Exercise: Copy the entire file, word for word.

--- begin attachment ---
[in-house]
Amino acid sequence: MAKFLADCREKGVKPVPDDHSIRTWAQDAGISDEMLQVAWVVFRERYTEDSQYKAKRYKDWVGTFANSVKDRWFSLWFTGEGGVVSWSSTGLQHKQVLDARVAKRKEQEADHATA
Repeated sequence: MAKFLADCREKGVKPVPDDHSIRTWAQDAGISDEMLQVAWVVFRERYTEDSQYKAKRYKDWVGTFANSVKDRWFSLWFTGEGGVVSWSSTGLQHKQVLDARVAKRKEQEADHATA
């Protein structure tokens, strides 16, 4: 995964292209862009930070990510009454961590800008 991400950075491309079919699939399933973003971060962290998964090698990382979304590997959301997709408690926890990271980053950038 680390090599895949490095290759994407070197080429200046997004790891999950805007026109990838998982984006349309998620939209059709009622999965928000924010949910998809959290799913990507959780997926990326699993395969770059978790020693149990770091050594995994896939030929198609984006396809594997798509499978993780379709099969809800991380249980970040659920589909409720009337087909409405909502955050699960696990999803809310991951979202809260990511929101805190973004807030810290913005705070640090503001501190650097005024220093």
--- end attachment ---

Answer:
[in-house]
Amino acid sequence: MAKFLADCREKGVKPVPDDHSIRTWAQDAGISDEMLQVAWVVFRERYTEDSQYKAKRYKDWVGTFANSVKDRWFSLWFTGEGGVVSWSSTGLQHKQVLDARVAKRKEQEADHATA
Repeated sequence: MAKFLADCREKGVKPVPDDHSIRTWAQDAGISDEMLQVAWVVFRERYTEDSQYKAKRYKDWVGTFANSVKDRWFSLWFTGEGGVVSWSSTGLQHKQVLDARVAKRKEQEADHATA
């Protein structure tokens, strides 16, 4: 995964292209862009930070990510009454961590800008 991400950075491309079919699939399933973003971060962290998964090698990382979304590997959301997709408690926890990271980053950038 680390090599895949490095290759994407070197080429200046997004790891999950805007026109990838998982984006349309998620939209059709009622999965928000924010949910998809959290799913990507959780997926990326699993395969770059978790020693149990770091050594995994896939030929198609984006396809594997798509499978993780379709099969809800991380249980970040659920589909409720009337087909409405909502955050699960696990999803809310991951979202809260990511929101805190973004807030810290913005705070640090503001501190650097005024220093």